|Buddhism started in India and
was introduced to China via the Silk Road. In China it was transmitted from
Chang’an to Luoyang, then to Shandong around the third to fourth century.
This exhibition showcases seventy-two Chinese Buddhist images from Shandong
Province, dating to the Sixteen Kingdoms period (304–439), when Buddhism was
first introduced to this area, to the Northern Wei, Eastern Wei, Northern Qi,
and Sui dynasty (4th to early 7th century), and surveys their stylistic
development over time. Featured here are forty-one gilt bronze and
thirty-one stone images, including thirty-two with inscriptions that offer
insight into their production dates. Highlights include sixteen masterworks
from among the group of Buddhist statues that were discovered in 1996 during
the excavation of the Longxingsi temple ruins in Qingzhou, and three
bodhisattva images with cicada-ornamented crowns, including the image
excavated from Bo’xing County that MIHO MUSEUM will present to Shandong
Province in the end of 2007.
Among the bodhisattva statues with stylistic features that were produced in Shandong Province from the late Northern Wei (386–534) to Eastern Wei (534–550) dynasty are several unique images wearing cicada-ornamented crowns (cover and figs. 1 and 3). Such iconography did not originate in Buddhism, but is thought to come from a Chinese tradition dating to the Warring States period (c. 475 B.C.–221 B.C.) of using cicada ornaments on the front of headdresses as a symbol of the integrity and prudence of an emperor’s vassal and high-ranking eunuch.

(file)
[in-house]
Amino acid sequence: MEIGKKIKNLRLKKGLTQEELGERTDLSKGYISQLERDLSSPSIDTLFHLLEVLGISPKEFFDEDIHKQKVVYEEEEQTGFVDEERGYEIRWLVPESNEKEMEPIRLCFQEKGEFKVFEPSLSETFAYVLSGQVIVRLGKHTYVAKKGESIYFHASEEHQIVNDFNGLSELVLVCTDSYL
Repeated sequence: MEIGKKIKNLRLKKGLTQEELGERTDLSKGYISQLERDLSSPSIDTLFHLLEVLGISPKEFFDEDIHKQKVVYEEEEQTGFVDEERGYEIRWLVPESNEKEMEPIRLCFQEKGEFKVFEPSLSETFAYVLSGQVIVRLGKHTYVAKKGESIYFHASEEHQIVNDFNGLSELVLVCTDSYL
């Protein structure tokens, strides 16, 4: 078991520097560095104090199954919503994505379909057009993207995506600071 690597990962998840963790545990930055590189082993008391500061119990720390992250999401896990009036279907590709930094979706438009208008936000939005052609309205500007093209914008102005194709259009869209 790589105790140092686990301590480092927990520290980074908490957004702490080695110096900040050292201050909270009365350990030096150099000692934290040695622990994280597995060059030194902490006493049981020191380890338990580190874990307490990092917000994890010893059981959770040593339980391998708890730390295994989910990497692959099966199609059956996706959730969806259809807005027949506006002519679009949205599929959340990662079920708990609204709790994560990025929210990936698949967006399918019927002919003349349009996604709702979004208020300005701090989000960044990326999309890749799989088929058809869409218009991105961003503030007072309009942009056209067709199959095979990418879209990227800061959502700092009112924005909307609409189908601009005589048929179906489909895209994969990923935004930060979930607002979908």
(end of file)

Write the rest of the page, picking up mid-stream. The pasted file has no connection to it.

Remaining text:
Several cicada-shaped crown ornaments worn by laypersons have been excavated (fig. 2). Notable is the discovery of such items from the tomb of Feng Sufu, who lived in the Northern Yan state (409–436). Findings included headdresses with seated Buddha images—which were placed, as if hidden, behind headdresses with dangling ornaments—along with cicada-shaped crown ornaments. If Feng Sufu wore such headdresses in his lifetime, it would mean that he represented the manifestation of the bodhisattva Guanyin (J., Kannon), the image on the front of his headdress. Moreover, since cicada-shaped crown ornaments were also excavated from the same tomb, this may indicate that such aristocratic Buddhist followers perhaps set the precedent for bodhisattva statues wearing cicada-ornamented crowns.
The current exhibition features three such bodhisattvas from the late Northern Wei to the Eastern Wei dynasty, which may offer some clue in solving the mystery of these cicada-crowned images.